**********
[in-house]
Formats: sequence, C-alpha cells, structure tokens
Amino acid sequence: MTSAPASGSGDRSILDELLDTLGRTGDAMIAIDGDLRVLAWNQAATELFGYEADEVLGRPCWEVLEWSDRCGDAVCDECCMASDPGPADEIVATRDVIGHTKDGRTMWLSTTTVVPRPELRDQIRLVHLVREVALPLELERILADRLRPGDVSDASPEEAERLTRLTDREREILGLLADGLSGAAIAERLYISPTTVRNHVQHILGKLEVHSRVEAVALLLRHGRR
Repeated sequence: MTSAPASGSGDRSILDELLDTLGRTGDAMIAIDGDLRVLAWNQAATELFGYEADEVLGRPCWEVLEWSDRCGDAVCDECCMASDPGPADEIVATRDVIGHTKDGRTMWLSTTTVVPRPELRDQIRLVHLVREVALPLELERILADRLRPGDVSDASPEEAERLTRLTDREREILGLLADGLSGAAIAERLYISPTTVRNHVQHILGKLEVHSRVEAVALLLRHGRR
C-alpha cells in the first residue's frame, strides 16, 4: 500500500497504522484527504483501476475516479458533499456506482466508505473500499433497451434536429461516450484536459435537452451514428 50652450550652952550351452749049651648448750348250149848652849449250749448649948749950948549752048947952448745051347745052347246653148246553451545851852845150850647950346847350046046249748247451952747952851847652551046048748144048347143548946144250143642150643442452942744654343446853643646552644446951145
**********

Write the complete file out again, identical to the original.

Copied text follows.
[in-house]
Formats: sequence, C-alpha cells, structure tokens
Amino acid sequence: MTSAPASGSGDRSILDELLDTLGRTGDAMIAIDGDLRVLAWNQAATELFGYEADEVLGRPCWEVLEWSDRCGDAVCDECCMASDPGPADEIVATRDVIGHTKDGRTMWLSTTTVVPRPELRDQIRLVHLVREVALPLELERILADRLRPGDVSDASPEEAERLTRLTDREREILGLLADGLSGAAIAERLYISPTTVRNHVQHILGKLEVHSRVEAVALLLRHGRR
Repeated sequence: MTSAPASGSGDRSILDELLDTLGRTGDAMIAIDGDLRVLAWNQAATELFGYEADEVLGRPCWEVLEWSDRCGDAVCDECCMASDPGPADEIVATRDVIGHTKDGRTMWLSTTTVVPRPELRDQIRLVHLVREVALPLELERILADRLRPGDVSDASPEEAERLTRLTDREREILGLLADGLSGAAIAERLYISPTTVRNHVQHILGKLEVHSRVEAVALLLRHGRR
C-alpha cells in the first residue's frame, strides 16, 4: 500500500497504522484527504483501476475516479458533499456506482466508505473500499433497451434536429461516450484536459435537452451514428 50652450550652952550351452749049651648448750348250149848652849449250749448649948749950948549752048947952448745051347745052347246653148246553451545851852845150850647950346847350046046249748247451952747952851847652551046048748144048347143548946144250143642150643442452942744654343446853643646552644446951145